The Organic Debate

Organic Fruit

This morning while I was washing my hair with my organic shampoo and conditioner I found myself thinking about organic products. Particularly the fact that the jury is still out on weather organic foods/products are really any better for you than non-organic. My thought was that even if they’re not (though I do believe they are) they are certainly better for the environment.

My newest project is buying organic cotton over normal cotton as it one of the worst things we grow on our planet. I’ve found I can get a bit of organic cotton clothing at Target so it’s still affordable. I saw an add last week for organic cotton towels so I’ll buy them when mine need replacing. And I recently bought organic cotton balls – when I thought about the fact I was going through 3-4 each day during my skin care routine.

My regular blog readers will already know that we get organic fruit & veg (what we don’t grow ourselves) delivered by Doorstep Organics and I buy whatever I can organic from the supermarket. I would say at least 2/3 of  our diet is organic – maybe more. We buy organic milk but not organic butter (I did for a while but it was a bit too expensive with amount we go through – i.e. one dd who has buttered toast for ALL main meals). Even if it is no better for us – it is better for the environment ( and the cows in the case of milk). And I do really notice that the organic fruit and veg last MUCH LONGER than that bought from the supermarket. I’m guessing that’s cause it’s straight from the grower to me and not hanging around in a cold room somewhere.

I was also very excited the last time I was at the beauticians to find out they will be stocking an organic skin care range. At the moment the one i use is natural but not organic.

Anyway, if you do don’t buy organic yet I challenge you to have a think about it. If not for your health, then do it for the health of the world.

4 Comments to “The Organic Debate”

  1. By Annie Adams, September 5, 2008 @ 2:26 pm

    I didn’t know that regular cotton was bad…… come?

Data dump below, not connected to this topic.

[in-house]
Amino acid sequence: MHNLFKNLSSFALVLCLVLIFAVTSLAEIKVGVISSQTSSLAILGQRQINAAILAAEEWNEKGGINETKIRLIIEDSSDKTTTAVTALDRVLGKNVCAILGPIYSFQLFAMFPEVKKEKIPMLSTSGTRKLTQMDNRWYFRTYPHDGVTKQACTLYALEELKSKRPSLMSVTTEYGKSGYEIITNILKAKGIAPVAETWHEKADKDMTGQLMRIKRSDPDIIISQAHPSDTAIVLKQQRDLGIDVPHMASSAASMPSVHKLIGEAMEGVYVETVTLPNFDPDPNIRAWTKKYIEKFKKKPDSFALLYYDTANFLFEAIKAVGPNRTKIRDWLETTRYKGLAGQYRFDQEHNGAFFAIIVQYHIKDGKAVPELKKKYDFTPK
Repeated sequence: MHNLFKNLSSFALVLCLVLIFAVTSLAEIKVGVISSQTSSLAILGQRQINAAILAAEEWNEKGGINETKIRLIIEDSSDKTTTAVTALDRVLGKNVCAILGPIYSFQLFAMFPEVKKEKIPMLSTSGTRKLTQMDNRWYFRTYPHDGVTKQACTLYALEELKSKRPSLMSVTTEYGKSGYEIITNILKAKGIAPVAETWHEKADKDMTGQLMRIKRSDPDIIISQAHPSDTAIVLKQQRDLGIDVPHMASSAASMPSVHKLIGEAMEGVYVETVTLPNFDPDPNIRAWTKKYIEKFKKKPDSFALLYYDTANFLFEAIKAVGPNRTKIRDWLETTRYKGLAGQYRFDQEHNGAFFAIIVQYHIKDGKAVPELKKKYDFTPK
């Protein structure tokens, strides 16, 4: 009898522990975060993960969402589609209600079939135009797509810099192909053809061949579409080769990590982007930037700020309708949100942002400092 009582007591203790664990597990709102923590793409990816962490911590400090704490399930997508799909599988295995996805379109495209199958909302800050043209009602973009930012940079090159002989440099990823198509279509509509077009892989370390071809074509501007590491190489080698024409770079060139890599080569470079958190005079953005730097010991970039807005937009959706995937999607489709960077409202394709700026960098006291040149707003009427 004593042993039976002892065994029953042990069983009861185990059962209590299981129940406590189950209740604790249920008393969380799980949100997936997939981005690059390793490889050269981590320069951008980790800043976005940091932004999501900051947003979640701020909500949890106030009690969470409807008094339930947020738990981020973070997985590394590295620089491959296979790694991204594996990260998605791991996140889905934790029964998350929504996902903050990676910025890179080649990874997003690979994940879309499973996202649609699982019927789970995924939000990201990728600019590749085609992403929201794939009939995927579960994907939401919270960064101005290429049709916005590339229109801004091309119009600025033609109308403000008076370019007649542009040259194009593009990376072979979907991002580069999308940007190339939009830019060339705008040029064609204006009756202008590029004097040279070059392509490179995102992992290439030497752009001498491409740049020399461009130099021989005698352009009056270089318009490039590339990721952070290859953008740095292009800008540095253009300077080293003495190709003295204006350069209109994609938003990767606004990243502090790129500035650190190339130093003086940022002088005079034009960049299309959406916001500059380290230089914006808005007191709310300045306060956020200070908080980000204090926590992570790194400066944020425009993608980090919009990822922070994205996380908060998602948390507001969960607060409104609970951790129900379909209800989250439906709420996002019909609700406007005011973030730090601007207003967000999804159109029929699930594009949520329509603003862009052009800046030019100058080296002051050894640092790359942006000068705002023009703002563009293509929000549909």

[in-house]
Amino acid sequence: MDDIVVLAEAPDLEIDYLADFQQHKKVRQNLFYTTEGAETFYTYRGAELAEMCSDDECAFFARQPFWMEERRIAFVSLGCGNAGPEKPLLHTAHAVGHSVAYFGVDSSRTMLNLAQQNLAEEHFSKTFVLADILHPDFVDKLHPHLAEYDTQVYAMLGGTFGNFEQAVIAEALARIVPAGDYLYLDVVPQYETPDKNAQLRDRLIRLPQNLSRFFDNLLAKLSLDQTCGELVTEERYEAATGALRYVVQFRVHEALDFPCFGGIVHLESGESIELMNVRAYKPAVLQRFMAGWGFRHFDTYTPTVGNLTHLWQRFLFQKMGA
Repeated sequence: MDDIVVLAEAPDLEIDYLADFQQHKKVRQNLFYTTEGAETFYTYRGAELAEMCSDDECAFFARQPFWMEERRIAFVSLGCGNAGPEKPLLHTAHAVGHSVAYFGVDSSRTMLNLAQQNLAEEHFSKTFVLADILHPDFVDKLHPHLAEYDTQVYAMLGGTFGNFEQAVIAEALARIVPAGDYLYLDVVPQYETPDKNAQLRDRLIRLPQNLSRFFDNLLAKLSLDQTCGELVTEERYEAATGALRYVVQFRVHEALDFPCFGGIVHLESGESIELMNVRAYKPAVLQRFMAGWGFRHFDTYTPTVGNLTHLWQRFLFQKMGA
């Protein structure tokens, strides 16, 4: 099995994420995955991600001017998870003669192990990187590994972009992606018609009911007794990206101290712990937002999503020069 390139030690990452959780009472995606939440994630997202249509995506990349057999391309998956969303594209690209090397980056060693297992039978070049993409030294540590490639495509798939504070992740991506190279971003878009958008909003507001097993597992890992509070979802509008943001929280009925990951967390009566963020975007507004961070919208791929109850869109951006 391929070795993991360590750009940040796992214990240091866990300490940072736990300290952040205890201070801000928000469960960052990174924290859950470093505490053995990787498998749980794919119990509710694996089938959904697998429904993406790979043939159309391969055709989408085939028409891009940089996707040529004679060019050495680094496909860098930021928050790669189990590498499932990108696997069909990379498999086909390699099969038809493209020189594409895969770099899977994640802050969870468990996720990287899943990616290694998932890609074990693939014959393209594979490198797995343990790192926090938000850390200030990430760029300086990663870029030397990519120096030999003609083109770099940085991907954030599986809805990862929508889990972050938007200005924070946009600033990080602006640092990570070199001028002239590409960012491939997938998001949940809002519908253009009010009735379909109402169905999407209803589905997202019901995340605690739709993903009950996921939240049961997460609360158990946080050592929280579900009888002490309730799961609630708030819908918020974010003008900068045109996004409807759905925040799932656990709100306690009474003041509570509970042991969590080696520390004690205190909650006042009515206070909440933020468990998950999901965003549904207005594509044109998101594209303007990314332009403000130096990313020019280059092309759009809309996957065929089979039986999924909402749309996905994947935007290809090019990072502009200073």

We buy organic randomly…….not consistently…..I like the idea of having it delivered, that is awesome! I don’t remember reading that! Hope you are having a fun week!

  2. By Libby Withnall, September 5, 2008 @ 3:36 pm

    I just sent this to Annie and thought I’d post it here for anyone wanting some more info on cotton

    When produced with conventional agricultural practices, cotton generally requires the use of substantial amounts of fertilisers and pesticides.
    Globally, cotton accounts for 11% of all pesticides used each year, even though the area of production is only 2.4% of the world’s arable land.

    High consumption of agrochemicals
    With regard to the subset of insecticides, cotton producers use 25% of all insecticides used each year. In developing countries, estimates suggest that half of the total pesticides used on all crops are applied to cotton.

    Forty-six insecticides and acaricides (compounds used to control mites and ticks) comprise 90% of the total volume of all pesticides used on cotton. Five of these are classified as extremely hazardous, 8 as highly hazardous, and 20 are moderately hazardous (Soth 1999).

    Risks of using highly toxic pesticides
    The use of pesticides poses health risks to workers; to organisms in the soil; to migratory species such as insects, birds, and mammals; and to downstream freshwater species. Research on the cause of fish deaths in the United States showed that pesticides, even used with the proper application, harm freshwater ecosystems.

    Serious water contamination from runoff
    Endosulphan is a pesticide that is classified as highly toxic. In August 1995 endosulphan contaminated runoff from cotton fields in Alabama resulted in the death of more than 240,000 fish along a 25-kilometre stretch of river (PANUPS 1996). In another instance, gulls in Texas were killed 3 miles from cotton fields where parathion was sprayed when they ate insects that had been poisoned.